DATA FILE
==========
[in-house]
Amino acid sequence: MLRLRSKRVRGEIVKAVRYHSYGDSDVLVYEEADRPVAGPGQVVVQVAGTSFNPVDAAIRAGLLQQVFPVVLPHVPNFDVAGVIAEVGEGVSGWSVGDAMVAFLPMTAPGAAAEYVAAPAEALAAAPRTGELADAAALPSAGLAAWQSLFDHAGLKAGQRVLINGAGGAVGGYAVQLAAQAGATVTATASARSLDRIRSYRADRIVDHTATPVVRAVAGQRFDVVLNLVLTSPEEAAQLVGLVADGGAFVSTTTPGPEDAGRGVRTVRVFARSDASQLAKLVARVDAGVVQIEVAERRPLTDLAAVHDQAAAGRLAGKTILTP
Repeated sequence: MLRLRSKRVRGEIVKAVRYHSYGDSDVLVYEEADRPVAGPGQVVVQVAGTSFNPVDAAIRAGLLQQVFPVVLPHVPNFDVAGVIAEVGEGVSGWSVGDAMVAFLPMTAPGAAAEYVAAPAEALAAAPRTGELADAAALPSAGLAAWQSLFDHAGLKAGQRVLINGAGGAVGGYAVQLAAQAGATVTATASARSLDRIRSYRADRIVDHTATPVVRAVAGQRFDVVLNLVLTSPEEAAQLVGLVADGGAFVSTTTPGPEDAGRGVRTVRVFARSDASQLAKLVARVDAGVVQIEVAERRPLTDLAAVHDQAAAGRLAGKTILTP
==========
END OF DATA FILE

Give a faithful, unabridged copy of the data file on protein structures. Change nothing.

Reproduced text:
[in-house]
Amino acid sequence: MLRLRSKRVRGEIVKAVRYHSYGDSDVLVYEEADRPVAGPGQVVVQVAGTSFNPVDAAIRAGLLQQVFPVVLPHVPNFDVAGVIAEVGEGVSGWSVGDAMVAFLPMTAPGAAAEYVAAPAEALAAAPRTGELADAAALPSAGLAAWQSLFDHAGLKAGQRVLINGAGGAVGGYAVQLAAQAGATVTATASARSLDRIRSYRADRIVDHTATPVVRAVAGQRFDVVLNLVLTSPEEAAQLVGLVADGGAFVSTTTPGPEDAGRGVRTVRVFARSDASQLAKLVARVDAGVVQIEVAERRPLTDLAAVHDQAAAGRLAGKTILTP
Repeated sequence: MLRLRSKRVRGEIVKAVRYHSYGDSDVLVYEEADRPVAGPGQVVVQVAGTSFNPVDAAIRAGLLQQVFPVVLPHVPNFDVAGVIAEVGEGVSGWSVGDAMVAFLPMTAPGAAAEYVAAPAEALAAAPRTGELADAAALPSAGLAAWQSLFDHAGLKAGQRVLINGAGGAVGGYAVQLAAQAGATVTATASARSLDRIRSYRADRIVDHTATPVVRAVAGQRFDVVLNLVLTSPEEAAQLVGLVADGGAFVSTTTPGPEDAGRGVRTVRVFARSDASQLAKLVARVDAGVVQIEVAERRPLTDLAAVHDQAAAGRLAGKTILTP